"Basilisk Volume 1 Scrolls of Blood": If You Want Blood, You Got it
The samurai genre is so robust in anime that one wonders why there isn’t a similar demand for animated westerns in the U.S. Perhaps it is just one more indicator of the close bond Japan maintains with history and tradition in the face of rapid technological development. After all cell phones and kimonos is a far more common combo than iPods and ten-gallon hats. Or maybe American writers haven’t quite yet developed the knack for blending gunslinging with grotesque creatures, a wide variety of which populate the supernatural ninja series Basilisk.
It certainly comes as a jolt when watching what seems like a painstakingly accurate period drama to be suddenly confronted with a shape-shifting monster. Personally I’d rather just have the historical swordplay, but I guess the Japanese have a strong affinity for the creepy.
Which is not to suggest Basilisk is particularly scary, but it certainly has its share of icky images. More importantly for the fainthearted it is extremely violent, featuring the grisliest anime killings I’ve seen in a good many years. It’s definitely not one to show to Junior, unless he needs to be reminded what happens to little boys who talk during the fourth quarter.
In fact the ol’ ultraviolence is one of several aspects that give the 2005 show an 80s vibe. The vaguely Go Nagai inspired character design is decidedly retro and the catchy theme song is pure pop metal bliss. The only thing missing is gratuitous sexuality, but perhaps that will come later.
All in all volume 1 Scrolls of Blood is a modestly entertaining package. The premise could scarcely be simpler, and smacks disturbingly of Dragon Ball Z style tournament shows. The characters aren’t exactly the most magnetic bunch, but the intrigue between them, the dazzling artwork and the period details are enough to keep one watching.
Our story is set in early 17th century feudal Japan, peacefully unified under the Tokugawa shogun’s rule, but fiercely divided over the choice of his successor. In order to avoid a full-scale civil war the shogun’s father Ieyasu annuls the government-imposed truce between the longtime rival ninja clans of Kouga and Iga. He orders them to choose ten man teams and fight to the death, the victor to determine the new shogun and secure long-term prosperity for his/her clan. Unknowingly caught in the middle of this are Kouga’s Gennosuke and Iga’s Oboro, who have been carrying on a dangerous romance which they hope will ultimately unite their clans.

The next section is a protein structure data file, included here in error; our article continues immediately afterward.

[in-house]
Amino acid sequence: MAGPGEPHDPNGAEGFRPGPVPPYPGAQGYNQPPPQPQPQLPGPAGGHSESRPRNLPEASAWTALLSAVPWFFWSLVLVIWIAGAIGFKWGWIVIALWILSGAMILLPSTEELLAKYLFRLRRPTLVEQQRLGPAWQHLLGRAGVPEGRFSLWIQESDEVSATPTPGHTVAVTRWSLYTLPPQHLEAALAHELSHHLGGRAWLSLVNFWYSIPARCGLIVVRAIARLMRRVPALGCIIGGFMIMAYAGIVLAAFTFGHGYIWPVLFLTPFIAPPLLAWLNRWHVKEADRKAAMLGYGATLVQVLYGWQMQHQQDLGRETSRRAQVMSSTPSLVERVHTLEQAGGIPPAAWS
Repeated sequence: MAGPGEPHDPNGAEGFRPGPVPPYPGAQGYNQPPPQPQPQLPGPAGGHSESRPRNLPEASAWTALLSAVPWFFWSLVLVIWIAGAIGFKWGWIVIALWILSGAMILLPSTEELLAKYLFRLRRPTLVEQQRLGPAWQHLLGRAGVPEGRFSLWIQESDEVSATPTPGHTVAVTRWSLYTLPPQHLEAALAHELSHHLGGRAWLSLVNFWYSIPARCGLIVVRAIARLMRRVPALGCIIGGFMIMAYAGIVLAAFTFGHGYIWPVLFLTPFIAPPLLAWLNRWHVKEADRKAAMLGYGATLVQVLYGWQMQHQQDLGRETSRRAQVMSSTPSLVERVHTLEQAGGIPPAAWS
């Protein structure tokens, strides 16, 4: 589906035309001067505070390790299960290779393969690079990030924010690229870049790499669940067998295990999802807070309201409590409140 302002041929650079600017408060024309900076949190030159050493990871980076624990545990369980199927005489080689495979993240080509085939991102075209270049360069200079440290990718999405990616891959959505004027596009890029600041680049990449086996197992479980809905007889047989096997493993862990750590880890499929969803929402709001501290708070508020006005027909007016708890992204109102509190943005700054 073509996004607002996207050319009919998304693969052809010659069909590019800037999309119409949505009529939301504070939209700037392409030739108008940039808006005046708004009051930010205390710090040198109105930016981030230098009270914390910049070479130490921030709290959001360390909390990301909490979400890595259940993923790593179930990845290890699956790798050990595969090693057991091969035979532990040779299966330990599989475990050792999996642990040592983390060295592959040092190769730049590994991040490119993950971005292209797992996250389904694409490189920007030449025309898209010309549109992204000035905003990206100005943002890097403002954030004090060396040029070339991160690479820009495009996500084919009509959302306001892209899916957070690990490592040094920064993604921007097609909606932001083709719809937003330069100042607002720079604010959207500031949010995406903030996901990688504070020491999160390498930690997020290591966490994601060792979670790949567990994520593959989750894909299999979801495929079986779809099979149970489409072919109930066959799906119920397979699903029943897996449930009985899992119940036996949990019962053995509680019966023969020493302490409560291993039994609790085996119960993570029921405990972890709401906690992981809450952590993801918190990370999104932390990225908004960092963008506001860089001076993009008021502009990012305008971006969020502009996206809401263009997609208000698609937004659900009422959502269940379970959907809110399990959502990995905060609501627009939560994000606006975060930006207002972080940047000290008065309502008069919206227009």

This collection of oddball characters has as much in common with the X-Men as any kind of real ninjas, their outrageous powers easily overshadowing their one-note personalities. The young lovers are the most human of the bunch, but also the dullest. To the Japanese mind they are a model couple: Gennosuke protective and understanding, and Oboro humble and eager to please. Both of them have a piercing gaze that strikes fear in the heart of even the most hardened killers.
Much more interesting is Gennosuke’s rotund and randy comrade Udono, who slips in just a tad of much needed comic relief. Like Batman‘s Clayface he can mold his body as circumstances demand. The others are a stern, bloodthirsty lot: the quadriplegic Juubei launches knives with his frog-like tongue, the despicable spider-like Shougen spits highly adhesive mucus, the sultry Akeginu dulls her opponent’s senses with a shower of blood, and the old man Jingorou transforms into a slug. They can’t all be winners.
If the large cast seems daunting, you can take comfort in the fact that you needn’t remember most of their names for long. Soon enough one is shot through the head, another stabbed in the heart, another chopped in half, another suffocated, etc. One of the most graphic murders comes when a wounded and helpless combatant refuses to answer his lovely interrogator’s questions, and flying into a rage she stabs him again and again as blood sprays everywhere.
Here and there there’s a neat action sequence before someone snuffs it. Among the best is the wild fight between Udono and the Mr. Fantastic-like stretchable Rousai in which they bend and twist after each other though the woods, river, and sky.
Gonzo’s solid animation is typically smooth, if not above the occasional shortcut, but the real appeal of Basilisk is the gorgeous art design. In addition to the careful attention to period detail and visually arresting characters, the backgrounds are simply outstanding. A few shots almost convinced me I was looking at a real forest.
The best of the middling extras is a concise text history of ninjas in feudal Japan, which suggests that their real exploits weren’t quite as cinematic as we like to imagine. Otherwise there is a lengthy audio presentation of the English cast auditions, and an episode commentary from ADR director Tyler Walker and voice actor Mark Stoddard. Although Basilisk‘s English cast is fairly good, these extras could not be more boring. Even the casual anime fan will have heard this sort of bland discussion of voice acting many times before, and it does nothing to sate my interest in the origin and production of the show itself.
Fans of samurai, high body counts, and things that go bump in the night will get a kick out of Basilisk, though it’s nothing particularly memorable. I can even see it appealing to the InuYasha crowd, provided they can stomach the bloodshed and general lack of cuteness. Although it’s got nothing for the high school uniform demographic.